h1n1results

Here on the Healthy Travel Blog, we’ve been talking about H1N1 readiness and flu prevention when traveling overseas.  And for good reason.  The “swine flu” is the first pandemic in 41 years and all Americans should be educated about H1N1 both domestically and when traveling out of the country.

A recent poll administered by HTH Worldwide indicates that more than one-third of international physicians are anticipating a shortage of the H1N1 vaccine this fall in their country.  This is certainly not the best news for those who regularly travel abroad, or are overseas for the semester.  These health care providers also dispelled the idea that production of the H1N1 vaccine would interfere with regular production of the seasonal flu vaccine.  Fortunately, about two-thirds of the doctors polled say they expect an adequate supply of seasonal flu vaccine in their country this year.  Unfortunately, physicians from developing countries are more pessimistic, expecting shortages of both vaccines.

Despite concerns over potential shortages, physicians are preparing themselves to care for more patients this fall.  Nearly half of respondents in adult primary care and pediatrics reported increased preparations to treat larger numbers of patients with seasonal flu and H1N1.  These doctors are increasing office hours and staff personnel and accepting patients without appointments.

Who responded to this poll?  English-speaking, international HTH physicians from more than 50 countries like the United Arab Emirates, Thailand, Belize, France, Argentina, Egypt, China, Croatia, India, Pakistan, Spain, Japan, Peru, Brazil, Tunisia and Vietnam, to name a few.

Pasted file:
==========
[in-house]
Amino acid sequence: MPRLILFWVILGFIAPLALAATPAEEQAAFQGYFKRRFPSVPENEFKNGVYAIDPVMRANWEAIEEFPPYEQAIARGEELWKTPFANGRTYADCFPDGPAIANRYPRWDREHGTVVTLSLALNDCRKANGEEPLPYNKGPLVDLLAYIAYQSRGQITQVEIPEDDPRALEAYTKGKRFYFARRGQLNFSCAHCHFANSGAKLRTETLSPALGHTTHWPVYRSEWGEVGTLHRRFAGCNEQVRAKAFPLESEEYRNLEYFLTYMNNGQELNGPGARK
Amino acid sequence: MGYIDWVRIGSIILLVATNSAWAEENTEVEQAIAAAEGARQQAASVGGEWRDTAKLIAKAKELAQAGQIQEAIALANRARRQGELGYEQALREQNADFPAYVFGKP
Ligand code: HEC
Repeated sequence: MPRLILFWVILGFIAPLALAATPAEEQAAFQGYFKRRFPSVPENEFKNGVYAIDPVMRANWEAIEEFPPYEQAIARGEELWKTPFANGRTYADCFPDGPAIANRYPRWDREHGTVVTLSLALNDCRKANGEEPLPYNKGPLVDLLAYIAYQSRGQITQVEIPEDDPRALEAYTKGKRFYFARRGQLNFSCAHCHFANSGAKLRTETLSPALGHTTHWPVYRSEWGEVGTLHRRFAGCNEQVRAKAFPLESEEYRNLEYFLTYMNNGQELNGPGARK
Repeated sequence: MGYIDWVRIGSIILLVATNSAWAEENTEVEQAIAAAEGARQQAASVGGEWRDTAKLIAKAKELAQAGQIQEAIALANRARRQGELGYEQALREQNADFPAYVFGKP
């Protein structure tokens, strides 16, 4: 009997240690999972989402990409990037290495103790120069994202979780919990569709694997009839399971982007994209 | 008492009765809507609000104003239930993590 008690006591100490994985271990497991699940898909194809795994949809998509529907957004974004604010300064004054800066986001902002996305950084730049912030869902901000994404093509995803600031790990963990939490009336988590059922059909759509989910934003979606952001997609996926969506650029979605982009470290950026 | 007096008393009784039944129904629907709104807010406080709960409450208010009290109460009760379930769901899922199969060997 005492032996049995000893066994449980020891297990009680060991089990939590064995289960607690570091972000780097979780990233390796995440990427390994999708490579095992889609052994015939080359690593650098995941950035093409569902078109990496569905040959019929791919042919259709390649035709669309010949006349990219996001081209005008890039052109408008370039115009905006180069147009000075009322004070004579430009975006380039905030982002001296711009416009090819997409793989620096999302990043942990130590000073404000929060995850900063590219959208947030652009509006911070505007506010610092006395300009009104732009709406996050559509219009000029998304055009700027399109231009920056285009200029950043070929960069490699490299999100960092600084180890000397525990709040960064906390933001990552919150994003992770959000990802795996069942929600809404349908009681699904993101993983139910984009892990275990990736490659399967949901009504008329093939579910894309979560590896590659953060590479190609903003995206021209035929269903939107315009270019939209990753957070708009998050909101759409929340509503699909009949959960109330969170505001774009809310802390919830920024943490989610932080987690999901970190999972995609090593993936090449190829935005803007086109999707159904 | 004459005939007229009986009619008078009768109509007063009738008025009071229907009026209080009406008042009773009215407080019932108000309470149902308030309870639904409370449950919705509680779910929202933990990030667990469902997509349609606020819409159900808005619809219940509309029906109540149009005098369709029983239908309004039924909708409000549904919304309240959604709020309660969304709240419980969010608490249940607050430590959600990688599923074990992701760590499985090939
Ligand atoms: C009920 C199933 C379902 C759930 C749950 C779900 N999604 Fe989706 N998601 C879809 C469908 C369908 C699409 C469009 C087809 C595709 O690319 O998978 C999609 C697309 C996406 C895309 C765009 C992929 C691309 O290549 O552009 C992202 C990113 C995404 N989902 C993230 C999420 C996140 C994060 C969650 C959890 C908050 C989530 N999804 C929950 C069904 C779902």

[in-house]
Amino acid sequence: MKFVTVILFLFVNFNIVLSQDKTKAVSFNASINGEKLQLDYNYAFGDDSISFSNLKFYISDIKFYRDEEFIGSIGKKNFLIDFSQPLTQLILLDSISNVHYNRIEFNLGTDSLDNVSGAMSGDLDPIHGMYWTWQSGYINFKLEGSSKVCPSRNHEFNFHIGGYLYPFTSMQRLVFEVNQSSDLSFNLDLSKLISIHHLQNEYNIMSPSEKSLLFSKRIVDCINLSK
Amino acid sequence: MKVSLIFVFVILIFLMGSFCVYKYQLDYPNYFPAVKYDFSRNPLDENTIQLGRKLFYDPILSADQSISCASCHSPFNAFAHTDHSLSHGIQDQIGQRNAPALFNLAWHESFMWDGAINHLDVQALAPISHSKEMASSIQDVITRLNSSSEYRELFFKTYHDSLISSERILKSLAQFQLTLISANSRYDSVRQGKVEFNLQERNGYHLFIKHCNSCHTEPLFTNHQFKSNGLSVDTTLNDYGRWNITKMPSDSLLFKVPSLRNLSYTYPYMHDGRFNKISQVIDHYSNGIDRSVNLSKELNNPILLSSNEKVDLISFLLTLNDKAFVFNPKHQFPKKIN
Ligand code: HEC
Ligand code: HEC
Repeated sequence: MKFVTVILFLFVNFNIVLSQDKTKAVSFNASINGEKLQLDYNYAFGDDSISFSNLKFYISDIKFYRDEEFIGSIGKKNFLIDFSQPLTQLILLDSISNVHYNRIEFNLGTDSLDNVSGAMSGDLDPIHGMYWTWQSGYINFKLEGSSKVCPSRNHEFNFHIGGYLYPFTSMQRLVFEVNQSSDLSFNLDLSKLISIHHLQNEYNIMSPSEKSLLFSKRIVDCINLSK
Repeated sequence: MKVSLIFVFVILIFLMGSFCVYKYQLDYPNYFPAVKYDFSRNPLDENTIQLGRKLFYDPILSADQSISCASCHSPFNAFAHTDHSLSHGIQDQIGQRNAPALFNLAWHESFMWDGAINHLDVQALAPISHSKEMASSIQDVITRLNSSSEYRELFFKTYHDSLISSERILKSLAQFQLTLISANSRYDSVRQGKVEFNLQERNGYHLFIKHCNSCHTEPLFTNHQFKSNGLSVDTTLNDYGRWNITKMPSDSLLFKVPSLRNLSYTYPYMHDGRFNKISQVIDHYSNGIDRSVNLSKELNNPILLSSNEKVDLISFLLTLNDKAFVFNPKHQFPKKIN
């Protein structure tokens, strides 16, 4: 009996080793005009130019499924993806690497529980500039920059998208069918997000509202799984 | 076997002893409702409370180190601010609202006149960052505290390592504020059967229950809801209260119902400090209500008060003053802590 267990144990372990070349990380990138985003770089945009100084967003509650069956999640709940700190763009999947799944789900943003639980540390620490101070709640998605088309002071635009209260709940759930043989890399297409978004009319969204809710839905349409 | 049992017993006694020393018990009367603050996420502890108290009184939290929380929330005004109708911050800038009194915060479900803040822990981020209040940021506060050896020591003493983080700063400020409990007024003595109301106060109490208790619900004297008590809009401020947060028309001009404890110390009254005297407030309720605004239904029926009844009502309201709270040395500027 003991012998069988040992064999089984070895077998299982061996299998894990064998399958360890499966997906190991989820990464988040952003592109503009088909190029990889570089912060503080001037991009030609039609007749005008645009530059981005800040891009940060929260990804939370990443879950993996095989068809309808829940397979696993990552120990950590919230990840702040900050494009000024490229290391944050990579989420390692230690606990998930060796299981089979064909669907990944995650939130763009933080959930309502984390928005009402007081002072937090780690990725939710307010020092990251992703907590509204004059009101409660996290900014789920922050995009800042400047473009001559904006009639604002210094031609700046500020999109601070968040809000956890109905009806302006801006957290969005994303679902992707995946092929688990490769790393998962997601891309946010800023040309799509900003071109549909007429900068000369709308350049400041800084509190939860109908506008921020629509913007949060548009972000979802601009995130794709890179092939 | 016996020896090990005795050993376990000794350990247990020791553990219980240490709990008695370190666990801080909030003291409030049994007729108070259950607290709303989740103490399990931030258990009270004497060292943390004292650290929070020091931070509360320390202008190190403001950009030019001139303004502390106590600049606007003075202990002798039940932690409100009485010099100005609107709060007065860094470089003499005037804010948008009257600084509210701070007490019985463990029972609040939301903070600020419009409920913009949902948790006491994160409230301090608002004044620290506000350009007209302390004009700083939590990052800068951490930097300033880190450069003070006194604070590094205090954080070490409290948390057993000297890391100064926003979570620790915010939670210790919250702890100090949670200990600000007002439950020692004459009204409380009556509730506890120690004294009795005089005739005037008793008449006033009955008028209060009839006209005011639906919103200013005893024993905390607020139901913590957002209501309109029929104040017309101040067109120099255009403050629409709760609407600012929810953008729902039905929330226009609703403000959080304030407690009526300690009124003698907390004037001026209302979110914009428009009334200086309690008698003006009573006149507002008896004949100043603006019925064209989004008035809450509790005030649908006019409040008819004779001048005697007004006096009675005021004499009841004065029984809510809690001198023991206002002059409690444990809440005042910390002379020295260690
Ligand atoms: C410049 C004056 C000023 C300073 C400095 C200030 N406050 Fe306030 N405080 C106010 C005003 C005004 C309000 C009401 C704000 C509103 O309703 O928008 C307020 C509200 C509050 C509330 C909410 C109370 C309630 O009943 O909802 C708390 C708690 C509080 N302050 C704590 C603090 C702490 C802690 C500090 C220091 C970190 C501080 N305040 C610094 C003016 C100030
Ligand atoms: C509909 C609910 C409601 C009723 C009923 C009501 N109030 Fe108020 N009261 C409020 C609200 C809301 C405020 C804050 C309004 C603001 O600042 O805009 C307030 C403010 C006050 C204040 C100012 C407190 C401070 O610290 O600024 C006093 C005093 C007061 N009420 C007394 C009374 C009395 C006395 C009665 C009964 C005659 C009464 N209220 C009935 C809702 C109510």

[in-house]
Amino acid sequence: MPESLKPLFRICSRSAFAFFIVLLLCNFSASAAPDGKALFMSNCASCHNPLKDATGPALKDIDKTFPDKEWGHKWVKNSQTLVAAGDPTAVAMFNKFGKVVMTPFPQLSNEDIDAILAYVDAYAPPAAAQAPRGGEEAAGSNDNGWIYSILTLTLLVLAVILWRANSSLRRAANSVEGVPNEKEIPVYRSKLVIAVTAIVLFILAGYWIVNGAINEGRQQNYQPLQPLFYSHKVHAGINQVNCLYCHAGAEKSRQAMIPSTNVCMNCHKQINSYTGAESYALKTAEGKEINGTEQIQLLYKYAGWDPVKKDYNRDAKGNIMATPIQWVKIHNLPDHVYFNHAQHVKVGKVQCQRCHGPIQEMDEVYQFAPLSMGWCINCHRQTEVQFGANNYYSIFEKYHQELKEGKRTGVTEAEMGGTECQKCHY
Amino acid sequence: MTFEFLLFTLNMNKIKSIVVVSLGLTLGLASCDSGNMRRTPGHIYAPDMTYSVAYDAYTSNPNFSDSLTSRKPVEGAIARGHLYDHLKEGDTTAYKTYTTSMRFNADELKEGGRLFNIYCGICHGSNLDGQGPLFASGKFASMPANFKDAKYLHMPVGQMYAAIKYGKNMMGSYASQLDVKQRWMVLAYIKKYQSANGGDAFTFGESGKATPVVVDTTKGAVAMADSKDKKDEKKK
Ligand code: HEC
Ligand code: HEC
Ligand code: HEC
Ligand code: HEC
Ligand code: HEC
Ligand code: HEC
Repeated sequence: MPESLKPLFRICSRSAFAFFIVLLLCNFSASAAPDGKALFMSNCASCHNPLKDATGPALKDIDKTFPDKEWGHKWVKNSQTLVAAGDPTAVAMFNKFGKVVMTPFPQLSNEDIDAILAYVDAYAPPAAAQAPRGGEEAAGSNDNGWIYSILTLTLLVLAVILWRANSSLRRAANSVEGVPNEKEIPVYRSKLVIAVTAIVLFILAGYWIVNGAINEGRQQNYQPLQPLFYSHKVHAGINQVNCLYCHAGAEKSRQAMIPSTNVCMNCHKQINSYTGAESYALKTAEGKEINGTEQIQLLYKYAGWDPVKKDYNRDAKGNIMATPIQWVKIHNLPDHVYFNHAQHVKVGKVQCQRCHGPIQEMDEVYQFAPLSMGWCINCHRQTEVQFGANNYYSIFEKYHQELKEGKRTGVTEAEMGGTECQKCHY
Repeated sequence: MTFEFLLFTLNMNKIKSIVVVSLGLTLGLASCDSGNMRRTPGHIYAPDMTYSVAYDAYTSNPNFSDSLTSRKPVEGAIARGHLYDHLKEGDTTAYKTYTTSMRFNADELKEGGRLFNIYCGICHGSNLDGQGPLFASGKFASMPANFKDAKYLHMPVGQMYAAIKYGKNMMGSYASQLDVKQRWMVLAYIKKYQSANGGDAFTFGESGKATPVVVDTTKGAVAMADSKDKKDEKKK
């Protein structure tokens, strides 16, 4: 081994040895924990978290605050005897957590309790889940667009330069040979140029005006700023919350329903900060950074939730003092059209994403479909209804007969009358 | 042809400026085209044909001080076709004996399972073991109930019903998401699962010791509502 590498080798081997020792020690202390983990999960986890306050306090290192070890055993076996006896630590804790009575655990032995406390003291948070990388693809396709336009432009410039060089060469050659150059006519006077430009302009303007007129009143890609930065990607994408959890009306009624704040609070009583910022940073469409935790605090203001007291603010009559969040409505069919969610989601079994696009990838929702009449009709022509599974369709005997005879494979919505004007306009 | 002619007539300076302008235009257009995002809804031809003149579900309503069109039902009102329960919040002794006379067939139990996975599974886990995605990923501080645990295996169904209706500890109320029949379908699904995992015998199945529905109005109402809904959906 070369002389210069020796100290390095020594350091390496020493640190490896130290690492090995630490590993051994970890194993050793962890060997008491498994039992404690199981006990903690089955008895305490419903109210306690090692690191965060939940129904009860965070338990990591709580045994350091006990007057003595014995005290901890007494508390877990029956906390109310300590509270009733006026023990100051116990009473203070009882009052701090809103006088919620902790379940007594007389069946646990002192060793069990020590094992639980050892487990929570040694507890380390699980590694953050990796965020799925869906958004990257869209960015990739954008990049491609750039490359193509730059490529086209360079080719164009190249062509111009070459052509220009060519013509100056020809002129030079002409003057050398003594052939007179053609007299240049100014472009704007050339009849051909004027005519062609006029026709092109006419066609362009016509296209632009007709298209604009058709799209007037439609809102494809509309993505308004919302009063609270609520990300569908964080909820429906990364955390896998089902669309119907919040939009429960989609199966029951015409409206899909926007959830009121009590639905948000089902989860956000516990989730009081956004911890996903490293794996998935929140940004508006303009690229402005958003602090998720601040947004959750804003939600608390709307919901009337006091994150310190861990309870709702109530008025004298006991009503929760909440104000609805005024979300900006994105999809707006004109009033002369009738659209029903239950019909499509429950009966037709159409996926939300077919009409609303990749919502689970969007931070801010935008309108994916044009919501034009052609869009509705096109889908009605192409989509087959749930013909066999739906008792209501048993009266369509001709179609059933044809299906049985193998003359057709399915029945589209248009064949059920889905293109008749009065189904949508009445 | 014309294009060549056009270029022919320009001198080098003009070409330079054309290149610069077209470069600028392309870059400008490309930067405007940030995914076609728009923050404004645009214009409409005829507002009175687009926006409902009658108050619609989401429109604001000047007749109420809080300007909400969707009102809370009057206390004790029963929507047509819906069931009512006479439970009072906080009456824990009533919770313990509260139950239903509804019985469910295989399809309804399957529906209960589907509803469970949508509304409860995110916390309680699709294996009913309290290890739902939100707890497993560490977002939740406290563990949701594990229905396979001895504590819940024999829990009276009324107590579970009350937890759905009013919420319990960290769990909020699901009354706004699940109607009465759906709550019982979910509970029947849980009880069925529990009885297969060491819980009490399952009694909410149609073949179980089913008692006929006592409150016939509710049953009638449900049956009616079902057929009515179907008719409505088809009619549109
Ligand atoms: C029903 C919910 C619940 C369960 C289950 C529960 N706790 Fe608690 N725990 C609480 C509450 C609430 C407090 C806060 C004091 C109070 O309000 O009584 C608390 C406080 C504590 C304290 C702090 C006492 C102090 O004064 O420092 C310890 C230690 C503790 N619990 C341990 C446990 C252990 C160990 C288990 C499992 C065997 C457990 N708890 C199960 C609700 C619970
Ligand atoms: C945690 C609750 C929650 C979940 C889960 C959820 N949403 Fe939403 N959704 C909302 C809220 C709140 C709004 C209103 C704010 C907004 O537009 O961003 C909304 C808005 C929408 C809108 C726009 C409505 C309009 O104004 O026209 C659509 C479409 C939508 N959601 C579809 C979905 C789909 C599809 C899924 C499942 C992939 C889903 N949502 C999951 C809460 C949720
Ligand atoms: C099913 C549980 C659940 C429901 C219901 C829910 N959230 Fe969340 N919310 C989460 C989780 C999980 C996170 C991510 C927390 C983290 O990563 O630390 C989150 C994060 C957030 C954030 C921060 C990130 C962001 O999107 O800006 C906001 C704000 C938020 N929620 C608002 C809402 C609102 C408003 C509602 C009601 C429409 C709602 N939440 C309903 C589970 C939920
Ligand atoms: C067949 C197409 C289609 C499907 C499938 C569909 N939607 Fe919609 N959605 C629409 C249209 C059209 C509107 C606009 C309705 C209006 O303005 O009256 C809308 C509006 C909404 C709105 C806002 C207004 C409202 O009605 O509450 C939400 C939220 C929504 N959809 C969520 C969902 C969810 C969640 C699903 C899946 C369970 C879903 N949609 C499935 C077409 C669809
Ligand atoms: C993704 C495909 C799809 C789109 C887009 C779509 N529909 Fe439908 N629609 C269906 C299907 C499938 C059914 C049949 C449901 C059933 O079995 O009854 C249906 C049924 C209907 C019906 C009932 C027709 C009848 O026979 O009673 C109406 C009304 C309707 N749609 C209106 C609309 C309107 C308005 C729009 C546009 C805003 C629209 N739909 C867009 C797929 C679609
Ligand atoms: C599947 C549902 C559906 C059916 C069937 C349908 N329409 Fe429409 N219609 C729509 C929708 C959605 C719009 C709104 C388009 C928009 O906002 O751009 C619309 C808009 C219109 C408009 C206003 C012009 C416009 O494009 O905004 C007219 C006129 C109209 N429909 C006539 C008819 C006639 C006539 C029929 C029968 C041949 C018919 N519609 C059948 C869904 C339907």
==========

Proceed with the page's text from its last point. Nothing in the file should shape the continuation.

This survey shows that international doctors are taking both seasonal influenza and H1N1 very seriously.  Only time will tell if there is enough of both vaccines, but the medical community is preparing to help more patients than ever.  The majority of respondents are advising patients in their areas who believe they are infected with H1N1 to schedule an appointment with a private physician or visit a public health facility designated specifically to treat those with H1N1. 

If you are an HTH member traveling overseas and think you may have influenza or H1N1, contact HTH to schedule you an appointment with a local, pre-qualified doctor who speaks English.  And you won’t have to worry about paying for your treatment out of pocket.

This is the first glimpse we’ve offered of what international physicians are thinking in terms of preparing for both common influenza and H1N1 treatment this fall.  We will continue to track this issue in an effort to best prepare and educate our customers and readers.

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About The Author

Laura Hilton serves as head of International Provider Network Development. Laura oversees all HTH international medical assistance operations and leads development of HTH’s international provider community and online databases from her office in London. Laura joined HTH in 2000 in the role of international provider recruitment and relations. She has extensive experience in emergency assistance operations and has developed medical evacuation plans for over 500 corporations. Fluent in five languages, she has traveled throughout Europe, Asia, the Middle East, Latin America and the former Soviet Union to evaluate international medical facilities and design healthcare solutions for travelers and business expatriates. Laura is a graduate of Yale University with a B.A.

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